rebelling against low expectations

Embrace the Despair of Ecclesiastes–And Find Hope


Sometimes I just feel like everything I do is pointless.

No point in writing, if I had anything to say in the first place; my words will be forgotten by tomorrow. No point in school work, that persistent obligation; it’s all just a scheme to keep me busy with information that has no application to my existence.

We humans are determined to assign some sort of significance to this thing called life. We all end up chasing something. Science for the smart ones, happiness for the young ones, humanitarianism for the hip ones.

And yet science doesn’t explain souls. Happiness always runs out. Doing good to others barely dents the dunes of corruption waffling all across the planet.

For all the energy we spend looking for meaning, why do so many of us walk away empty-handed? What makes joy elusive, peace just out of reach? When will our longing lead us to something that would satisfy?

A Depressing Outlook

Nothing of the earth itself can satisfy.

Thousands of years ago, a man took on a pseudonym to detail his despair over life. The Preacher, as we translate it in English, preached this simple message, denouncing the pleasures of the world and proposing an alternative. It wasn’t a three step plan to health wealth and prosperity. It wasn’t a path of piety. It wasn’t even close to idealism or positive thinking.

“Vanity of vanities, all is vanity.”

His message was, we are born, we suffer, we work hard for temporary pleasures, and we die. Depressing, right?

Readers feel the weight of his words as he drags out his point, parallel to the monotonous cycle of life on earth. “For all is vanity, and a striving after wind.”

It’s depressing, because, apart from Christ, it’s true. Aren’t we all working towards something? Social power, individual happiness, expressing ourselves, rescuing the helpless, righting the wrongs in our world?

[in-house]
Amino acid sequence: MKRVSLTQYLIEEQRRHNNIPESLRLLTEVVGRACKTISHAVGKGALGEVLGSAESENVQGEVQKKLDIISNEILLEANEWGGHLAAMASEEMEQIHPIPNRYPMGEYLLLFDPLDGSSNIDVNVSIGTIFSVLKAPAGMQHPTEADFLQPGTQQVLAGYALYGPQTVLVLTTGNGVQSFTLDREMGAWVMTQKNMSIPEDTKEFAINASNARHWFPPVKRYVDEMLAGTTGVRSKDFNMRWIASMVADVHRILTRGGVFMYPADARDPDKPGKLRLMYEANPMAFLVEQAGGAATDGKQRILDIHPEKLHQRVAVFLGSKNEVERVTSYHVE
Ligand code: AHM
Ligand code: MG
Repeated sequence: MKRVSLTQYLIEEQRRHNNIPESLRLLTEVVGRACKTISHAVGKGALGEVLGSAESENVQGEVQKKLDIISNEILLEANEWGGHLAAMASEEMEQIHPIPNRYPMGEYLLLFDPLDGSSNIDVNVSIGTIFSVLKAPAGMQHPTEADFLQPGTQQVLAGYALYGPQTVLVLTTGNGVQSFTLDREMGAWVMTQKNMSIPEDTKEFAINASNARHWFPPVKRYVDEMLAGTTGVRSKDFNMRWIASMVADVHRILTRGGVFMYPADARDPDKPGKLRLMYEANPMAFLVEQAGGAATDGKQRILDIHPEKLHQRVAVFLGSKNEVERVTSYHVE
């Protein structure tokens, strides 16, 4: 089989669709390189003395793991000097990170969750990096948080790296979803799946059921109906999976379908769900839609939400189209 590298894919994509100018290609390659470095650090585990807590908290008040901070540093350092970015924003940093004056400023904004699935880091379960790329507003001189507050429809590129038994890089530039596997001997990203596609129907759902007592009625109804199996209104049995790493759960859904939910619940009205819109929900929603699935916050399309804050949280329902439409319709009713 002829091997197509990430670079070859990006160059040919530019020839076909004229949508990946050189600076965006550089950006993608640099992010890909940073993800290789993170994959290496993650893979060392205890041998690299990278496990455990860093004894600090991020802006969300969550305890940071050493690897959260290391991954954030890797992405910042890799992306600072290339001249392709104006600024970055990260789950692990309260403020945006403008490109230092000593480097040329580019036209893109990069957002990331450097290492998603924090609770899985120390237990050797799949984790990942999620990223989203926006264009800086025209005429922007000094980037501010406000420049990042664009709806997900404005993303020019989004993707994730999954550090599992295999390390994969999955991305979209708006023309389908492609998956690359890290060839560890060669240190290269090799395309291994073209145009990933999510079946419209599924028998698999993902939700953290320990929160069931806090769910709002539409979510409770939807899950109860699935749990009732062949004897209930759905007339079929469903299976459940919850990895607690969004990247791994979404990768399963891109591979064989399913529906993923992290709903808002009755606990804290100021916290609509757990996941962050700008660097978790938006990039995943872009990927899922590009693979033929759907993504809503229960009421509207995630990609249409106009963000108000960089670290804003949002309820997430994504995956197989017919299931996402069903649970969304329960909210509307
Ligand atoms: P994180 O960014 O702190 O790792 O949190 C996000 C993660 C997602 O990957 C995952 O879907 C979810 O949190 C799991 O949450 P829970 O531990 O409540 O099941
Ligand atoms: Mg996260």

Our goals may be noble or they may be selfish, but we all have them, and we all wrestle doubts over them. What good can we really do against so much bad? Who cares who we are or want to be? At the end of the day, what does all the power in the world do for a grave?

The Light of Eternity

Despite the bleakness of all this talk of “vanity”, there’s a certain poetic hope to the message of the Preacher. The word the Preacher uses all throughout Ecclesiastes doesn’t translate exactly to “pointless”, as we might imagine “vanity” to mean. Instead, it aims to evoke a sense of yearning for something that can’t quite be attained. Like a “vapor” or a “mist.”

Think exhale on a cold winter night. That one warm breath dissipates through the air, and our hands numb back faster than we can breathe them warm again. We relish the warmth for however long we can get it, clinging to it as a piece of hope.

We need that hope.

Ecclesiastes despairs intentionally. In this desperation, this total collapse of faith in anything earthly, hope intertwines with the promise that a greater purpose lies out there. We yearn for any sort of meaning in this life, because we are creatures made to sense that deeper meaning.